Russia floods Africa with fake news

Russia floods Africa with fake news

international5 May 24 19:57Autor: Mark Van Harveld

Russia is the main spreader of disinformation in Africa, reports the African Center for Strategic Studies. According to the research center of the US Department of Defense, Russia is sponsoring up to 80 campaigns targeting more than 22 countries. This represents nearly 40 percent of all disinformation campaigns in Africa.

Vladimir Putin’s flag is raised during a pro-Russian demonstration in Ouagadougou, Burkina Faso. (Afghan National Police/AFP)

Hit ACSS He describes the spread of misinformation as a “fundamental challenge to stable and prosperous African societies” and notes a “sharp increase in its use for political purposes.” The center documented 189 disinformation campaigns in Africa, a four-fold increase from 2022. According to the researchers, this is probably a significant underestimate, given the ambiguous nature of many disinformation campaigns.

Cheap but powerful

According to the African Council for Strategic Studies, no African region has been spared from disinformation campaigns, and at least 39 African countries have been targeted by a specific campaign. The main players are Russia, China, Qatar, Saudi Arabia and the United Arab Emirates. In that order, ACSS Research Director Joseph Siegel said in an interview Voice of America. “About 60 percent of all documented campaigns we identified are sponsored by foreign countries. They do so because it is a cheap but powerful asymmetric way to gain influence.

Champion of Russia

However, according to the think tank, Russia is the main spreader of fake news and disinformation in Africa; They represent about 80 campaigns, targeting more than 22 countries (accounting for about 40 percent of all disinformation campaigns in Africa). Controlling the state, obtaining raw materials and selling weapons, Siegel chronicles Russia’s motivations for undermining democracy and supporting military juntas.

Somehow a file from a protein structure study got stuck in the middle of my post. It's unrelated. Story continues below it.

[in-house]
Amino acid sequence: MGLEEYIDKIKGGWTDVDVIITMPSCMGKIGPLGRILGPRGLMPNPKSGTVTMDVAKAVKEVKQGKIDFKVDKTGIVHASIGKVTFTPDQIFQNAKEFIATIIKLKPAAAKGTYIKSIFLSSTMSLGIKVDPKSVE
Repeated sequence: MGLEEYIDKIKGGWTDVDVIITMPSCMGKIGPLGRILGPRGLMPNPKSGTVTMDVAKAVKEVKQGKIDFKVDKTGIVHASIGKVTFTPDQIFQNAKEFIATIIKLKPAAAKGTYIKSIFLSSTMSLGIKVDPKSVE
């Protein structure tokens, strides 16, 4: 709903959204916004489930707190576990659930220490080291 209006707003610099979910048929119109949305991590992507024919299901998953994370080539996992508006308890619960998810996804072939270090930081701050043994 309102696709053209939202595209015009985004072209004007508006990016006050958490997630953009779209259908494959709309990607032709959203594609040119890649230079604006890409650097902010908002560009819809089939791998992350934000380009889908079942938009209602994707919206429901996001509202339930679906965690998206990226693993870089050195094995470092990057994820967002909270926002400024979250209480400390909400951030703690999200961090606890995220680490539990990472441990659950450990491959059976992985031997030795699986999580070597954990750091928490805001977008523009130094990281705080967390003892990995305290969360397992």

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To illustrate, the Kremlin sponsors two prominent African influencers who together serve more than 28 million users and followers on social media. Its content is amplified daily by a vast network of hundreds of Russia-linked accounts and pages whose content focuses on locations of strategic importance to Russia, such as the Sahel region. For example, coups in Mali, Burkina Faso and Niger were preceded by widespread (and highly successful) anti-France and anti-EU campaigns on social media.

“By shaping narratives about what is happening on the ground, it influences how the public interprets events and has direct implications for governance standards and policies,” he said. Siegel. “Many of these campaigns aim to support military juntas or authoritarian governments with whom these foreign actors have ties, allowing them to exert greater influence.”

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The reach (and therefore impact) of disinformation campaigns can be significant. Over the past seven years, about 300 million Africans have found their way onto social media, bringing the number of active social media users to 400 million, while the continent has about 600 million internet users. Social media platforms are used more (and trusted) to consume news in Africa than anywhere else in the world.

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Russian campaigns in the past decade have paid off, says Kevin Lemonnier, a specialist in Russian cyberspace and lecturer at the French Institute of Geopolitics in Paris. If Russia did not initially have a very strong image in Africa, that image has completely changed. According to Lemonnier Moscow has succeeded in positioning itself as an ally of anti-colonial and “pan-Africanist” parties and figures in Africa. This rhetoric has already borne fruit in the Central African Republic, and more recently in Mali, Burkina Faso, and Niger, the three neighboring Sahel countries where pro-Russian military juntas have been in power since the coup.

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